This week saw the publication of, the Environmental Audit Committee’s report on Sustainability in the Fashion Industry Enquiry. It revealed that that today, people buy and discard clothes faster than ever, getting rid of more than 1m tonnes of clothes a year, with £140m worth going to landfill every year.

On average, Britons buy 26.7kg of fashion items each year. With inexpensive designs moving quickly from the catwalk to stores, consumers are only too keen to snap-up the very latest trends, creating the ‘fast fashion’ phenomenon.

A clear case of quantity over quality, mass market fashion followers snap up the affordable items often discarding them months or weeks afterwards, as the next ‘hot’ look appears in stores.

The tradition of introducing new fashion lines on a seasonal basis just doesn’t apply to some retailers any more.   Today, it isn’t uncommon for fast fashion retailers to introduce new products multiple times in a single week to remain on-trend.

Among the recommendations from the Environmental Audit Committee, a cross-party organisation, was the suggestion that all fashion brands and retailers pay a penny per item produced towards a new Extended Producer Responsibility Scheme.

While a penny increase might be unlikely on its own to change consumer behaviour, it will help fund a new Extended Producer Responsibility scheme, which will seek better ways to recycle clothing.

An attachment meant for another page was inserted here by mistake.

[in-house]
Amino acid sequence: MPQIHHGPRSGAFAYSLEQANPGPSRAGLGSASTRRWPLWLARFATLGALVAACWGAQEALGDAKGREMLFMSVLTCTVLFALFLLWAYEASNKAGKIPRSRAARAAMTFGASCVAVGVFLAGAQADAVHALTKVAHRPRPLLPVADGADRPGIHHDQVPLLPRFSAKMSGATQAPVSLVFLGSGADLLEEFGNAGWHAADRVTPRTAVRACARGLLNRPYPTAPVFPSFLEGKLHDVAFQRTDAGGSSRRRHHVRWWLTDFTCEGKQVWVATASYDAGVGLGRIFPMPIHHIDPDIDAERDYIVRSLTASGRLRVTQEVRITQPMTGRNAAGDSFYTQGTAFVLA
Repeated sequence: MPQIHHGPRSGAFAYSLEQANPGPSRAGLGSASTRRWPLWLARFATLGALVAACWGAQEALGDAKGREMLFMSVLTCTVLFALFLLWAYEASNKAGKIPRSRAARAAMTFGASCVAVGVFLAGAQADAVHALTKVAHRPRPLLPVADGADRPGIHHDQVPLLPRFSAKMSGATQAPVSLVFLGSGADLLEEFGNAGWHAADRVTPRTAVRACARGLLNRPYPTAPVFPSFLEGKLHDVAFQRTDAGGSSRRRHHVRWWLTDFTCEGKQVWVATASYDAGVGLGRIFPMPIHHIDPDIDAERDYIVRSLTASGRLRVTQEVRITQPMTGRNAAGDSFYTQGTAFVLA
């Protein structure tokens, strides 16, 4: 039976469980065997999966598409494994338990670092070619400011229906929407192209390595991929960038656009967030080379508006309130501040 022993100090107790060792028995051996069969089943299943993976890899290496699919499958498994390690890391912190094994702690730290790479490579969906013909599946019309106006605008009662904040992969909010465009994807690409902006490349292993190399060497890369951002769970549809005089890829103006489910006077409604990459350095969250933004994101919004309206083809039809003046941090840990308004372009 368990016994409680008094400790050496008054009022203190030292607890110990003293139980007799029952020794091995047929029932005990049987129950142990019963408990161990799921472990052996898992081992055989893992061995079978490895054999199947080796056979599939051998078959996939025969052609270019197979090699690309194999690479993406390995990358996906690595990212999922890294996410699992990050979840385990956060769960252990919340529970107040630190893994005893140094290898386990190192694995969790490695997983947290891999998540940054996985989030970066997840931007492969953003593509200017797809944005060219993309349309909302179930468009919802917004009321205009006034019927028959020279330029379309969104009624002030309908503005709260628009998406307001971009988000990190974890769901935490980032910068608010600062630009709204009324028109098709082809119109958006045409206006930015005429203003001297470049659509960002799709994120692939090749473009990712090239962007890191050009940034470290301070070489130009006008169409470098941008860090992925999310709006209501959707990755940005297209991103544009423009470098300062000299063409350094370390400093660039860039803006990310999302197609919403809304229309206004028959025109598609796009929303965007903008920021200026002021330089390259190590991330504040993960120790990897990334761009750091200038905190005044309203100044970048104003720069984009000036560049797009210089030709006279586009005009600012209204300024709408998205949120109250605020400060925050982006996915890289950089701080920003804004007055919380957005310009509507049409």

There is no doubt that consumer pr concerns about sustainability are growing, and both individuals and companies are thinking about how they might alleviate their impact on the environment.

It won’t overnight. Boohoo announcing that it was going to stop using wool, only to reverse it’s decision a couple of days later, demonstrates that neither the industry nor consumers will be happy with half thought out attempts at environmental measures.

Encouragingly, a recent study from the Fashion Retail Academy revealed that one in eight consumers are more likely to choose expensive longer-lasting items over cheaper fashionable clothing.

It’s a start. And like the Blue Planet effect on single use plastic, hopefully this publicity might just make us all take a minute to think a little more deeply about whether we really need that extra item in our wardrobes.

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